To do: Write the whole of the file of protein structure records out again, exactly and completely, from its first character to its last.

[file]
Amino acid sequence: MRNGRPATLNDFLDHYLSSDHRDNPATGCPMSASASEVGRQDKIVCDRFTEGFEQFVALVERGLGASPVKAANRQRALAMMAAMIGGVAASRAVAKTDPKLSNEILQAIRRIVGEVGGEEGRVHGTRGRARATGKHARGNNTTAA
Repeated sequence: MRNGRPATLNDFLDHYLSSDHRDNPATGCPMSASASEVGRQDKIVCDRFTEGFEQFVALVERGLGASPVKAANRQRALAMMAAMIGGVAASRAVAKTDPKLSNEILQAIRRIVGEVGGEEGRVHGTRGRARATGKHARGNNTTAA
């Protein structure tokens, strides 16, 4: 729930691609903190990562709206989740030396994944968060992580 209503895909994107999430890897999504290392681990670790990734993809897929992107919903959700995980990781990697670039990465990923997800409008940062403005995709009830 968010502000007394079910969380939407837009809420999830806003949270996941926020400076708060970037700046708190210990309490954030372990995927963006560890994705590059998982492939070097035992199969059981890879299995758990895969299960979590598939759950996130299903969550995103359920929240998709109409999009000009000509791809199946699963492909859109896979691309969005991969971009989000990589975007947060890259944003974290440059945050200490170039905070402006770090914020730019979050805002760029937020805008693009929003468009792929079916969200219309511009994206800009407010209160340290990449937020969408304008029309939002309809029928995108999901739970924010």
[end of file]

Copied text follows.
Amino acid sequence: MRNGRPATLNDFLDHYLSSDHRDNPATGCPMSASASEVGRQDKIVCDRFTEGFEQFVALVERGLGASPVKAANRQRALAMMAAMIGGVAASRAVAKTDPKLSNEILQAIRRIVGEVGGEEGRVHGTRGRARATGKHARGNNTTAA
Repeated sequence: MRNGRPATLNDFLDHYLSSDHRDNPATGCPMSASASEVGRQDKIVCDRFTEGFEQFVALVERGLGASPVKAANRQRALAMMAAMIGGVAASRAVAKTDPKLSNEILQAIRRIVGEVGGEEGRVHGTRGRARATGKHARGNNTTAA
């Protein structure tokens, strides 16, 4: 729930691609903190990562709206989740030396994944968060992580 209503895909994107999430890897999504290392681990670790990734993809897929992107919903959700995980990781990697670039990465990923997800409008940062403005995709009830 968010502000007394079910969380939407837009809420999830806003949270996941926020400076708060970037700046708190210990309490954030372990995927963006560890994705590059998982492939070097035992199969059981890879299995758990895969299960979590598939759950996130299903969550995103359920929240998709109409999009000009000509791809199946699963492909859109896979691309969005991969971009989000990589975007947060890259944003974290440059945050200490170039905070402006770090914020730019979050805002760029937020805008693009929003468009792929079916969200219309511009994206800009407010209160340290990449937020969408304008029309939002309809029928995108999901739970924010």